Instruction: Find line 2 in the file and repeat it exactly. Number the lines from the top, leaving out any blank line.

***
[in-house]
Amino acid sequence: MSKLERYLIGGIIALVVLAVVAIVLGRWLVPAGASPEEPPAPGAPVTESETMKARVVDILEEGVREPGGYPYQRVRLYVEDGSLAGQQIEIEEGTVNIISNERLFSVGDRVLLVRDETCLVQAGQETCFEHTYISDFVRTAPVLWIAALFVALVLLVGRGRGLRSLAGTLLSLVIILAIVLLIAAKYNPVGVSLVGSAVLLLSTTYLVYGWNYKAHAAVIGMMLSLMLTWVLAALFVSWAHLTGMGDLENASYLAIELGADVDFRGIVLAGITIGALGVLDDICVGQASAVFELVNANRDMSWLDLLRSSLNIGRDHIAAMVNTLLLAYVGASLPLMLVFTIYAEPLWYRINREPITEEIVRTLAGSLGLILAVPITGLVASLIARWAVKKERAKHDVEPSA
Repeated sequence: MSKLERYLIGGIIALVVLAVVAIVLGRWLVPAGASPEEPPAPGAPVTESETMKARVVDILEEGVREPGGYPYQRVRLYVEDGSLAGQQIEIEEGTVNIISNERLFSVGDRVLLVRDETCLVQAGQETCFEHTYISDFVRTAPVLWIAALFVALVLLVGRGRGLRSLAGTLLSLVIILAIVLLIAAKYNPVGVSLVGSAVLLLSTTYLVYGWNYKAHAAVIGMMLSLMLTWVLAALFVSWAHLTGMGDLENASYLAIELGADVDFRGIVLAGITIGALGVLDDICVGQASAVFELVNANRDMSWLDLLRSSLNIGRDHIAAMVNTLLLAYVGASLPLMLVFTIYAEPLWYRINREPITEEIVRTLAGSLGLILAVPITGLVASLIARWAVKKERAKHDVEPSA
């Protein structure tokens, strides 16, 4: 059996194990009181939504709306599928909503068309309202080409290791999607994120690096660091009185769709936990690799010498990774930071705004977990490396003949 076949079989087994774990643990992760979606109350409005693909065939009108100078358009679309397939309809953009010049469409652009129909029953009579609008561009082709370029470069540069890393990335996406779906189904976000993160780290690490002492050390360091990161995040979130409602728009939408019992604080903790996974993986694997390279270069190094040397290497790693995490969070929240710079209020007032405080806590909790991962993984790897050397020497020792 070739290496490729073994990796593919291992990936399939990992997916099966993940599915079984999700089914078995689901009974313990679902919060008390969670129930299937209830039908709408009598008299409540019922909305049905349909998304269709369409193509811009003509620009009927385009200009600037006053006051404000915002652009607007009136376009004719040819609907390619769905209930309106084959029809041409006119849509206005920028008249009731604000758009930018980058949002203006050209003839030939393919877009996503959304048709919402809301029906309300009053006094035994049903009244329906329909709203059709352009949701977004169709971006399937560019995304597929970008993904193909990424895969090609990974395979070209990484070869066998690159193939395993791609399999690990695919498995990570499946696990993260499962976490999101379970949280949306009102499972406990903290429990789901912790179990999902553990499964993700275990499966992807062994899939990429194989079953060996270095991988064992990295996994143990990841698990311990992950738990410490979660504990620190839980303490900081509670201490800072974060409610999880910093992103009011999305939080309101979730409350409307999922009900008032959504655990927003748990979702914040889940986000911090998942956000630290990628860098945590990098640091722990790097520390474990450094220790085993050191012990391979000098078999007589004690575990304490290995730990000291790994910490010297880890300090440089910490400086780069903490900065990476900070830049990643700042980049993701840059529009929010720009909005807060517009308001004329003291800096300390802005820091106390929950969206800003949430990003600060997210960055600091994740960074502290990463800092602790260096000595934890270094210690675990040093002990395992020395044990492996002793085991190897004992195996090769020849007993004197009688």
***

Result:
Amino acid sequence: MSKLERYLIGGIIALVVLAVVAIVLGRWLVPAGASPEEPPAPGAPVTESETMKARVVDILEEGVREPGGYPYQRVRLYVEDGSLAGQQIEIEEGTVNIISNERLFSVGDRVLLVRDETCLVQAGQETCFEHTYISDFVRTAPVLWIAALFVALVLLVGRGRGLRSLAGTLLSLVIILAIVLLIAAKYNPVGVSLVGSAVLLLSTTYLVYGWNYKAHAAVIGMMLSLMLTWVLAALFVSWAHLTGMGDLENASYLAIELGADVDFRGIVLAGITIGALGVLDDICVGQASAVFELVNANRDMSWLDLLRSSLNIGRDHIAAMVNTLLLAYVGASLPLMLVFTIYAEPLWYRINREPITEEIVRTLAGSLGLILAVPITGLVASLIARWAVKKERAKHDVEPSA